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downloaded from hearts of space website on may 27 1995 Release Sheets excerpts 2515w

G A U D I / R O B E R T R I C H

For Harmony -- that is to say equilibrium -- contrast is necessary: light and shade, continuity and discontinuity, convexity and concavity... --Antoni Gaudi

A B O U T T H E M U S I C

Even though his work has been internationally acclaimed since the 1930's, I suspect that the name of Spanish architect Antoni Gaudi will be new to many of you. A quick glance at the pungent sculptural form of one of the towers of his Church of the Sagrada Familia [reproduced on the inlay card of the CD] should make it clear that Senor Gaudi was an artist of extraordinary sculptural inventiveness.

Less obvious is the profound and rigorous play of scientific structural, geometrical, and mathematical principles hiding under the fascinating surfaces of his work. Rainer Zerbt's 1985 book on Gaudi (from which the cover graphics were derived) is a wonderful introduction, balancing biographical and historical detail with the splendid photographs of Francois Rene Roland.

For Robert Rich, the life and work of Gaudi served as a touchstone and inspiration in the lengthy process of creating this music. "While working on the album," he says, "I often used Gaudi as a model. His work embodied an awareness of both physical and metaphysical perceptions, plus the quality of organic growth -- very rare in an architect. He combined mathematical underpinnings with the ability to improvise, just as my music has both compositional and improvisatory elements."

For Rich, Gaudi represents a considerable step forward in the direction of integration and balance. The music, he says "deals with the tension and interplay between the physical and the metaphysical, the sensual and the mystical, the material and the abstract. These concerns have been shared by the architects of sacred structures throughout the world. A balanced union of light and shadow, power and subtlety, symmetry and flowing form, can trigger emotions which provide a glimpse of the sublime."

--Stephen Hill

R O B E R T R I C H

Robert Rich began building his own synthesizers at the age of 13, and was soon experimenting with improvised music and sustained sound environments.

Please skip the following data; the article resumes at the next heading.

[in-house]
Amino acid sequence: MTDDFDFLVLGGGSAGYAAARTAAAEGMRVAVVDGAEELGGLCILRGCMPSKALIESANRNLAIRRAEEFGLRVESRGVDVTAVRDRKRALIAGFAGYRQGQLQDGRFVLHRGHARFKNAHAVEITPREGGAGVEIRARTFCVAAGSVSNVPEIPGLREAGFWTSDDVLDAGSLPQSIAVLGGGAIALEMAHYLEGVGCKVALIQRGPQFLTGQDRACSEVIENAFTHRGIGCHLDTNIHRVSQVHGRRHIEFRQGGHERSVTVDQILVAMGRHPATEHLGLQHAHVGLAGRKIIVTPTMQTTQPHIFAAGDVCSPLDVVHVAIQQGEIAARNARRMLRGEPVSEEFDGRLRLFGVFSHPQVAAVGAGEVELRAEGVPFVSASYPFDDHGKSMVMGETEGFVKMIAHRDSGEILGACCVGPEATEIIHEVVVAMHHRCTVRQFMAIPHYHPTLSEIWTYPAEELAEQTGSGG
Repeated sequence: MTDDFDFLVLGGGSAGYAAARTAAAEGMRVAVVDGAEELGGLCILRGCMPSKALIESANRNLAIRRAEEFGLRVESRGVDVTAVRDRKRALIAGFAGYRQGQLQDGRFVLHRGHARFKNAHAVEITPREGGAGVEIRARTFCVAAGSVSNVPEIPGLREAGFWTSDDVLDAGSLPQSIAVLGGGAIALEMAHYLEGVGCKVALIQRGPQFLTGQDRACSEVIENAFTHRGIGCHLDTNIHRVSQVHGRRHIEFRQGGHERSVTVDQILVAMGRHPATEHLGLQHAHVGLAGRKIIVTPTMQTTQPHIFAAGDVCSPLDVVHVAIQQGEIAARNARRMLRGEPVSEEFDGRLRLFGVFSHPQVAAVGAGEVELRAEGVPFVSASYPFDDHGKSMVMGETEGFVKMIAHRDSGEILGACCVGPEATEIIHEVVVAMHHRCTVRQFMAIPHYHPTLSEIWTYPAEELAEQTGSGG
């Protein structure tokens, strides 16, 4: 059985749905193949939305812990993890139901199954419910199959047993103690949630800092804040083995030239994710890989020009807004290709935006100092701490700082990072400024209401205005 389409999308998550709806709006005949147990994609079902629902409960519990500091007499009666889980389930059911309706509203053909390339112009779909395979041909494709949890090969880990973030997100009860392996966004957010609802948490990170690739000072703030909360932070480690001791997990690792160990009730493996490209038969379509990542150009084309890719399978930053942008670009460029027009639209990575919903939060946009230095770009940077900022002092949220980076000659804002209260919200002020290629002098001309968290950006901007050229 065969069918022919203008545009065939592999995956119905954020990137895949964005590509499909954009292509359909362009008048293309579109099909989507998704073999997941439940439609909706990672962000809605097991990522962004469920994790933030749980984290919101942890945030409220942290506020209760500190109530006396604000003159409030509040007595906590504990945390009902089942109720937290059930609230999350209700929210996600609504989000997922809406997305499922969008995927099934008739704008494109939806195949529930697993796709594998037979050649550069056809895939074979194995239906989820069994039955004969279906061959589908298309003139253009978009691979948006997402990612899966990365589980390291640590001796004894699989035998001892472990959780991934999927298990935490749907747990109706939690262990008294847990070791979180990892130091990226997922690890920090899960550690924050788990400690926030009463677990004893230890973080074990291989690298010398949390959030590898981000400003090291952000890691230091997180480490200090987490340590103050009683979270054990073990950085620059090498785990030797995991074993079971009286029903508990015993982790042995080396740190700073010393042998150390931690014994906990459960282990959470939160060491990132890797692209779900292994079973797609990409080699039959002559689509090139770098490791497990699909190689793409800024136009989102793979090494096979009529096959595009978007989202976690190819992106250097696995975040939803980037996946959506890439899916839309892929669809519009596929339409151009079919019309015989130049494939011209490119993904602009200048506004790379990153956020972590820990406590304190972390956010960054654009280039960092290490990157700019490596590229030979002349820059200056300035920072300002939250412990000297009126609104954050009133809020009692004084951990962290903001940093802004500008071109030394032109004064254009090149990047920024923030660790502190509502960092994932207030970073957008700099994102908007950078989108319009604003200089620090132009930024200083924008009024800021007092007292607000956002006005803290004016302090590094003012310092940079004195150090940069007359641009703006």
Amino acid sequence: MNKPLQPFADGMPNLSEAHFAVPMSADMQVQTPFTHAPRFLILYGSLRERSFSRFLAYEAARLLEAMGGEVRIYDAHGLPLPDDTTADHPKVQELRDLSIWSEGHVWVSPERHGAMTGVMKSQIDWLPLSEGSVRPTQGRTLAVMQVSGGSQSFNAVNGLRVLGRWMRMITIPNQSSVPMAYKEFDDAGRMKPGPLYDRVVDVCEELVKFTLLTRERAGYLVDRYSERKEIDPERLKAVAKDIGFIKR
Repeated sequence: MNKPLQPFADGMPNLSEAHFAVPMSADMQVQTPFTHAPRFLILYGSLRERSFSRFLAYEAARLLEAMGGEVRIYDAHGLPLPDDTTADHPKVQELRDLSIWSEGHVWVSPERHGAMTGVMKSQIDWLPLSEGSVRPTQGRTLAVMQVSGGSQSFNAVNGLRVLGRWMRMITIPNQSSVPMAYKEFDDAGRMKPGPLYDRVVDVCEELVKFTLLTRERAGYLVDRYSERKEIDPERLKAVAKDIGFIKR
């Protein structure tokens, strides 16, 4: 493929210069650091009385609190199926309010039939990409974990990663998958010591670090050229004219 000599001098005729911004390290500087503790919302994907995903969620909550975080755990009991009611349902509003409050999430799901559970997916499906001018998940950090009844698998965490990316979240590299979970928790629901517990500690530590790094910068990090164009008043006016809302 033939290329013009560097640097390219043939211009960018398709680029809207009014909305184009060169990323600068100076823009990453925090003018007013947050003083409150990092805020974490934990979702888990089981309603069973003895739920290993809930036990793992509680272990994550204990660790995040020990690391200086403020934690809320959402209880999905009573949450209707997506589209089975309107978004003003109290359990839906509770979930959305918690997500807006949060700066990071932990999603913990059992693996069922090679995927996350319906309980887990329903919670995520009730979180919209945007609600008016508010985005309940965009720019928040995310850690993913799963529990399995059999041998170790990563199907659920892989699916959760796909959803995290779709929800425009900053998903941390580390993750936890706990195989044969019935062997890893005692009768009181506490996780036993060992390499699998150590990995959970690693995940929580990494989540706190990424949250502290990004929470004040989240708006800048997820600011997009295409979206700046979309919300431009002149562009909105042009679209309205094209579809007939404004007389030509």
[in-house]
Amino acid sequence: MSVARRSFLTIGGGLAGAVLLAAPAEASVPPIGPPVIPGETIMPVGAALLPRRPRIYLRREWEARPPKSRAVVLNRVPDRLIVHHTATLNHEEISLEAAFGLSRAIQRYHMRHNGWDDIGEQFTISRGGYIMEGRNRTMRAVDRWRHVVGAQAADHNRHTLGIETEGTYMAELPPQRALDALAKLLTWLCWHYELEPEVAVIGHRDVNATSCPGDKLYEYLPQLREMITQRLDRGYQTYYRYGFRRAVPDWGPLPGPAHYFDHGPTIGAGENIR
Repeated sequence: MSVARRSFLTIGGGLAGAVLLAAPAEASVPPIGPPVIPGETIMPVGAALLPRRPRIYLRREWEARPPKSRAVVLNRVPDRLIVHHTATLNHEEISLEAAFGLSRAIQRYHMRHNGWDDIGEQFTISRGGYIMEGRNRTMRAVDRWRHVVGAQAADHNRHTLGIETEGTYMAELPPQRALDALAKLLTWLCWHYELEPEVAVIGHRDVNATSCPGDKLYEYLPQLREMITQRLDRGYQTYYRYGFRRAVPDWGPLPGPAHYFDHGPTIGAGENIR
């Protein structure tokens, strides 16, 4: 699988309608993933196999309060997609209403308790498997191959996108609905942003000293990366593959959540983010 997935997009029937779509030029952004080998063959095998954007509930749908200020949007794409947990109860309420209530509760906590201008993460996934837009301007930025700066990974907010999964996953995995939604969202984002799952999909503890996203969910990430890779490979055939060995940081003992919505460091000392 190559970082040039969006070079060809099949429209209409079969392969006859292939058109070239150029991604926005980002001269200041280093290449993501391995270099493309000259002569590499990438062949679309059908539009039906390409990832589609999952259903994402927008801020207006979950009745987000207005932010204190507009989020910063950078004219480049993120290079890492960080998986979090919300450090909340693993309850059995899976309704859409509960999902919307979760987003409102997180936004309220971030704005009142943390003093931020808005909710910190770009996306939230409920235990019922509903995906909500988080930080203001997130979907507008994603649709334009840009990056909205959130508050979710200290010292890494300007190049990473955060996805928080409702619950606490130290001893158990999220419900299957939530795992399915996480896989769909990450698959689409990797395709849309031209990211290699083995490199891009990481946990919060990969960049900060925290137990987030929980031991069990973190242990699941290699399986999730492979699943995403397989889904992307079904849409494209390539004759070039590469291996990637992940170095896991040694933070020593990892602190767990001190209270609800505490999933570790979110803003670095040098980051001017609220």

An interest in trance states and 'lucid dreaming' led him to a degree in psychology from Stanford University. His all-night Sleep Concerts, first performed for a sleeping audience in a Stanford dormitory, and his all-evening Trance Concerts have become legendary in the San Francisco Bay area.

While at Stanford, Rich studied for a year at the Center for Computer Research in Music and Acoustics, (CCRMA) where he began working with just intonation, a tuning system based on the harmonic series. He has written many articles on electronic music and alternate tunings, which have been published in Keyboard, Music Technology, Electronic Musician, and new music journals worldwide.

Since 1982, Rich has released seven solo albums in Europe and the U.S., including Numena (1987) and Geometry (1991) on the Swedish Multimood label. Both his 1989 Hearts of Space debut Rainforest and his 1990 Hearts of Space collaboration with Steve Roach, Strata, have received international acclaim. [Strata spent over 8 months on the Billboard Top New Age chart, peaking at #6.] With Steve Roach, he also contributed two tracks to the Coriolis Records 1990 post-Surrealist compilation DALI: The Endless Enigma.

Geometry was the culmination of music composed during 1986-7 and was Rich's first complete realization of a unified, mathematically structured form of music. Gaudi extends and develops these musical directions, bringing together shifting polyrhythms, intricate counterpoint, and shadowy, textured soundscapes, arriving at the first fully integrated statement of Rich's expanding musical horizon.